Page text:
The Palestinian Prisoners Club says the number of Palestinians held under Israel's administrative detention law has increased to more than 700 despite international criticism.
The Palestinian non-governmental organization attributed, in a statement on Friday, the rise in the number of Palestinians held by Israel without charge or trial to the new wave of violence began in October.
Since the start of October 2015, some 180 Palestinians have been killed by Israeli forces in what is regarded as the third Palestinian Intifada (uprising).
Tensions heightened in the Palestinian territories in August 2015, when Israel imposed restrictions on the entry of Palestinian worshipers into the al-Aqsa Mosque compound in East al-Quds.
The Palestinians say the Tel Aviv regime seeks to change the status quo of the holy Muslim site.
Palestinians, human rights groups and the international community have criticized the so-called administrative detention which is a sort of imprisonment without trial or charge and allows Israel to incarcerate Palestinians for up to six months which can be extended for indefinite times.
The news comes as Mohammed al-Qiq, a 33-year-old journalist, reported to be close to death after 83 days on hunger strike in protest against his internment under the so-called administrative detention laws.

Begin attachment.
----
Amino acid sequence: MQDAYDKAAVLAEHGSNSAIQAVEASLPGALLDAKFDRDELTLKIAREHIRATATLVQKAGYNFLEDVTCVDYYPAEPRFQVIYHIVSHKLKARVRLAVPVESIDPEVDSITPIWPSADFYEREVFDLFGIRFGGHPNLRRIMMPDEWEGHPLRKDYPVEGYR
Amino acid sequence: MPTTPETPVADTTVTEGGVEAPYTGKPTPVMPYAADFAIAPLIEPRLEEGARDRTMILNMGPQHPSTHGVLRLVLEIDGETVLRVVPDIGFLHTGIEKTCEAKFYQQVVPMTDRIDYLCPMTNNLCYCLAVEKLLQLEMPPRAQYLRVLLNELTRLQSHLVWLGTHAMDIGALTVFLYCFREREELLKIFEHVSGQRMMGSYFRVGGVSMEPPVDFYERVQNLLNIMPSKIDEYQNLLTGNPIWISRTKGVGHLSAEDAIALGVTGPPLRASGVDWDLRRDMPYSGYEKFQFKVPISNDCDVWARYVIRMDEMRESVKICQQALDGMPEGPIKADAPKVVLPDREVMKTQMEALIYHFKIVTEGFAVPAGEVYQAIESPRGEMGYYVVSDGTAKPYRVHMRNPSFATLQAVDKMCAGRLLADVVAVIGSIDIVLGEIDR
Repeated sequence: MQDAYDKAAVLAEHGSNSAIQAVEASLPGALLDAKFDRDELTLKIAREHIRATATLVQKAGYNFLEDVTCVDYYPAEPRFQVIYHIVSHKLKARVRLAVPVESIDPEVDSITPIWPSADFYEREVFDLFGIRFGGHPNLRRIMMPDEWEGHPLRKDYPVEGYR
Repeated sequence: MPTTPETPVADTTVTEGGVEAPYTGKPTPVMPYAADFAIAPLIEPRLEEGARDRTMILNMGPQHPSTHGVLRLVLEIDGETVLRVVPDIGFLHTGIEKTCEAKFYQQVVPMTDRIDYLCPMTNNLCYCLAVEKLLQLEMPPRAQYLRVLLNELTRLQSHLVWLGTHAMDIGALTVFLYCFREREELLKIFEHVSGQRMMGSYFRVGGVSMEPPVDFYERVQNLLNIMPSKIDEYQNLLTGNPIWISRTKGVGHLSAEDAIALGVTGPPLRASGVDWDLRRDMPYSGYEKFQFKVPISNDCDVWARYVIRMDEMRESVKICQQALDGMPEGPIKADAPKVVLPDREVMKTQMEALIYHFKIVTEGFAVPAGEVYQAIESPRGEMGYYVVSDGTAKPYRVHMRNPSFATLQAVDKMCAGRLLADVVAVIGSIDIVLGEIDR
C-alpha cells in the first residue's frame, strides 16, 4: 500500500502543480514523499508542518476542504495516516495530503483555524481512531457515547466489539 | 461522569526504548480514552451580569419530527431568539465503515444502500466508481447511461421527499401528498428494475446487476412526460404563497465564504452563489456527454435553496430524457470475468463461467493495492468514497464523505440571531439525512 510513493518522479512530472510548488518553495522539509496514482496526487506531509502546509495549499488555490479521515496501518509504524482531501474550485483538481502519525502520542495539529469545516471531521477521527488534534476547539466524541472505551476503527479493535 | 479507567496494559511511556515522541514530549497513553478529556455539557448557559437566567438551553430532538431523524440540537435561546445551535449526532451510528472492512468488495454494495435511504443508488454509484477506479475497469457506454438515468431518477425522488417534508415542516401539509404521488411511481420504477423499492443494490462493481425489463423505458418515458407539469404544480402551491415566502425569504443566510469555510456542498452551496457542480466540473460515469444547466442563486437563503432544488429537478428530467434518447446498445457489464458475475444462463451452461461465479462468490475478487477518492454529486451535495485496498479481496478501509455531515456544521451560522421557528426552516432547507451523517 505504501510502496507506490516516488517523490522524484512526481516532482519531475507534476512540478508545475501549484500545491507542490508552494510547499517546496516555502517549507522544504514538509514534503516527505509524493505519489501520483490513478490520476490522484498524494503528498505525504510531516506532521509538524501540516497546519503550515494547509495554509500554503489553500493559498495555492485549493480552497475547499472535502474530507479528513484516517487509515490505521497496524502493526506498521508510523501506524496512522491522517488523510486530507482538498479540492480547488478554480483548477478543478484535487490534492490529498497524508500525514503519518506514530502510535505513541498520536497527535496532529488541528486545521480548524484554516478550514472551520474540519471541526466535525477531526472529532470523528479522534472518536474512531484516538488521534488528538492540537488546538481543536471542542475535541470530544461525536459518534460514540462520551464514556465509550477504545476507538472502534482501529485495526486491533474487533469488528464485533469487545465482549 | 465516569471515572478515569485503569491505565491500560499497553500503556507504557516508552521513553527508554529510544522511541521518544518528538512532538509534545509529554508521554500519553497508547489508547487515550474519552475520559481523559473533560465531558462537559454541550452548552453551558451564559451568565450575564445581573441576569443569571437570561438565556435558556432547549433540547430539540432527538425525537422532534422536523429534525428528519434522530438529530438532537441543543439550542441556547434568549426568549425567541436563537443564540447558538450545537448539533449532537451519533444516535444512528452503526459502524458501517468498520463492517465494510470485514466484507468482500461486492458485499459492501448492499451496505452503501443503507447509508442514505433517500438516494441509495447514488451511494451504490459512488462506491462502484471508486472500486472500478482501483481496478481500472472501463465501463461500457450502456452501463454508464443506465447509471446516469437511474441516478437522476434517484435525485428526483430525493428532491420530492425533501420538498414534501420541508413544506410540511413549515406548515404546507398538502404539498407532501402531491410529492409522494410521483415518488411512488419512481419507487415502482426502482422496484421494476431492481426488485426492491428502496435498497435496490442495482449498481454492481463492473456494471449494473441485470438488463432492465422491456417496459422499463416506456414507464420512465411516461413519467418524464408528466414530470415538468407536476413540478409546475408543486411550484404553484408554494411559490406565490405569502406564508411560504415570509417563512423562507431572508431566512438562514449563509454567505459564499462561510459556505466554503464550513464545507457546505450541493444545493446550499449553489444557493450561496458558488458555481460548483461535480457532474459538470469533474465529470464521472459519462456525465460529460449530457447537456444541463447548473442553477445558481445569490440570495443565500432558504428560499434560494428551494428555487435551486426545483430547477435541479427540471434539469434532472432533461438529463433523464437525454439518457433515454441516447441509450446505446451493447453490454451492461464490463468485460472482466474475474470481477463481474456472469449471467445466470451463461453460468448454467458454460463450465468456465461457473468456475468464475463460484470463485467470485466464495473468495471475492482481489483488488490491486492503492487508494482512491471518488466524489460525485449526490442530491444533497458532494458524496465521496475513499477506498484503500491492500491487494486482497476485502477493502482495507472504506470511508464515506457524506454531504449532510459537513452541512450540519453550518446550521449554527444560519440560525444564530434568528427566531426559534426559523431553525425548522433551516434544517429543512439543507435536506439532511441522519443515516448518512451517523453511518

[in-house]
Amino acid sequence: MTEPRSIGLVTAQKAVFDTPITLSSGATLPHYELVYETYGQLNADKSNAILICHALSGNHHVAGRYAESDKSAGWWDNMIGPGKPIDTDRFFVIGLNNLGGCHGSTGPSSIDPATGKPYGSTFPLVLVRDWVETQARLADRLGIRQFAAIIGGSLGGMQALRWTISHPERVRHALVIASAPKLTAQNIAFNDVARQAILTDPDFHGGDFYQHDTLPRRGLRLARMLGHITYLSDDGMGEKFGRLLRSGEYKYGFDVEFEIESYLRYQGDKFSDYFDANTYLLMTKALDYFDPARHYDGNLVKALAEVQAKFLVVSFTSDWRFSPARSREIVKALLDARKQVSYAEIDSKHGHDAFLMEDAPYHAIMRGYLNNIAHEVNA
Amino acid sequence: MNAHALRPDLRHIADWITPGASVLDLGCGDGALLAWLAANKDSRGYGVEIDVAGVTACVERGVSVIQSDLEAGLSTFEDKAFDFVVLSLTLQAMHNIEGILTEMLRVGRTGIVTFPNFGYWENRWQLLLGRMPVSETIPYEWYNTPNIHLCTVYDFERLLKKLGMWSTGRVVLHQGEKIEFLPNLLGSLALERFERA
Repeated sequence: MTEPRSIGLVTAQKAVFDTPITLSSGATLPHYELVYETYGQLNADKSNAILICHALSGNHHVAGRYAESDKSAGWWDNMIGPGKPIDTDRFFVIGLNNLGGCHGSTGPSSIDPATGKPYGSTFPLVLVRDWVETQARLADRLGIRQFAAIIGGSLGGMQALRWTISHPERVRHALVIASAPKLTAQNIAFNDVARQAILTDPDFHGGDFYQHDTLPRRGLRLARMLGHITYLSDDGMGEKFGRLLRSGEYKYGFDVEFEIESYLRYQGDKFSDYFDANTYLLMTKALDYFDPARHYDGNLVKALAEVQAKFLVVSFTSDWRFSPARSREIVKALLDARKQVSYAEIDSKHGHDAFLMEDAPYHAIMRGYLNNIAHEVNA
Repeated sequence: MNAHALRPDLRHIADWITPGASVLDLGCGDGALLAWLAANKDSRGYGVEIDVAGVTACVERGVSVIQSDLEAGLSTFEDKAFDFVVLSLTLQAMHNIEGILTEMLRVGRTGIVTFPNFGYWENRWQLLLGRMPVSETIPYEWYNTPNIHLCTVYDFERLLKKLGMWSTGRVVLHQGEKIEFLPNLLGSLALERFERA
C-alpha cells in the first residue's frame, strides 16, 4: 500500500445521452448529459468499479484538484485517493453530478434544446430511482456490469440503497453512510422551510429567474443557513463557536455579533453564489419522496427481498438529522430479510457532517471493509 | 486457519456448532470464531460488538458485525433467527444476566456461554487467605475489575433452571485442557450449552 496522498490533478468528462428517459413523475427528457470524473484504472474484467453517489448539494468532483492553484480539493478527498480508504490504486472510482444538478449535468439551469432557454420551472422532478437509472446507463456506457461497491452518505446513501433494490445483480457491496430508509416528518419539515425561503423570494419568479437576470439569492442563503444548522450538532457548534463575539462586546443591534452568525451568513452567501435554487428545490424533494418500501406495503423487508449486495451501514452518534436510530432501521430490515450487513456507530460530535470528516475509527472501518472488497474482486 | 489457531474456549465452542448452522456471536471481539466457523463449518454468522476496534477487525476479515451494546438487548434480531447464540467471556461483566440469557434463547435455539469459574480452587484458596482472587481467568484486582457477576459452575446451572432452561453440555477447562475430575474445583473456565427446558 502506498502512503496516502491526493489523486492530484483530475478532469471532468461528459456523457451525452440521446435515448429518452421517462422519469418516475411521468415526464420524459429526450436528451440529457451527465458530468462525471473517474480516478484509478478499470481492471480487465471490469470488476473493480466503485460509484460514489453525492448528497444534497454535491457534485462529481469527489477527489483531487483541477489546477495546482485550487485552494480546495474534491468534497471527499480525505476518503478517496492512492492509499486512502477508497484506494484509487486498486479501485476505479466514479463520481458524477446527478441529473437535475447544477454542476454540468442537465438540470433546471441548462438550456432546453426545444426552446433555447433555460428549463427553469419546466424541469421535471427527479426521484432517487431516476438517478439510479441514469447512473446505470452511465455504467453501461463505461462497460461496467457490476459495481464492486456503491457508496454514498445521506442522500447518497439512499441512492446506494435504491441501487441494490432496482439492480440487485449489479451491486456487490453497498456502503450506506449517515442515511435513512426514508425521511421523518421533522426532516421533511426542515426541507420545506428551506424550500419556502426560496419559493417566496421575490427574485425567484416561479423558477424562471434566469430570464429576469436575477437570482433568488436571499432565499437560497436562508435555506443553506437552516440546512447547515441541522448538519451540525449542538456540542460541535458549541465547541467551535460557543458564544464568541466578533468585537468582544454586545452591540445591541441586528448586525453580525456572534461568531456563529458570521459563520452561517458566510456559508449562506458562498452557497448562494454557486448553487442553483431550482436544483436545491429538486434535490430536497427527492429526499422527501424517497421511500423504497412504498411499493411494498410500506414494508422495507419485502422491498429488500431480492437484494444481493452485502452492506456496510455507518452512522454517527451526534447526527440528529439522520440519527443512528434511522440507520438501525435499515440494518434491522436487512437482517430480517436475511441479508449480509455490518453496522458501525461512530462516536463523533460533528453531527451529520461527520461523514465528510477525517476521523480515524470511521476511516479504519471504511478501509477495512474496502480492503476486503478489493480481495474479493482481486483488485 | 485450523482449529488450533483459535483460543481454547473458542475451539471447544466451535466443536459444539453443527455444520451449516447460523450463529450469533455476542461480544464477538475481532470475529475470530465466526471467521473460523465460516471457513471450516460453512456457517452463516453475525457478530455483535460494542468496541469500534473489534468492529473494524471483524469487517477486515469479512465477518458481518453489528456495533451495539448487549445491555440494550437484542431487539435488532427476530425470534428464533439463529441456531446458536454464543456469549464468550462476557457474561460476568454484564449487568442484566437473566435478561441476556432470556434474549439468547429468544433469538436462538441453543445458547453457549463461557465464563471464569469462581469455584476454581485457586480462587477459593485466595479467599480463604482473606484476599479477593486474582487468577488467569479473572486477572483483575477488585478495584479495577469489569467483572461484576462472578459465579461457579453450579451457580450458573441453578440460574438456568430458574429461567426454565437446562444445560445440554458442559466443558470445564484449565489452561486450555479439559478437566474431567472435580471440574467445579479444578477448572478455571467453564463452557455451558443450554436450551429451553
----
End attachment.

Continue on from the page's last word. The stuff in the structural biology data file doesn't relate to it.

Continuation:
The United Nations Special Coordinator for the Middle East Peace Process, Nickolay Mladenov, expressed his deep concern about “the deteriorating condition" of Qiq in a speech to the UN Security Council on Thursday.
He also said that anyone held under the system should "be either charged or released immediately".
More than 7,000 Palestinians are currently in Israeli jails, including those under administrative detention, according to the prisoners club.
On 23 November 2019, EuroPal Forum and Middle East Monitor co-hosted a conference at the Holiday Inn Bloomsbury in London on the relations between Europe and Palestine. A first of its kind, the conference brought together individuals at the forefront of discourse on Palestine in
As the European Court of Justice (ECJ) rules that European Union countries must identify products made in Israeli settlements in the occupied Palestinian territory, MEMO and EuroPal Forum are hosting a conference to discuss the EU’s position on major issues related to the occupat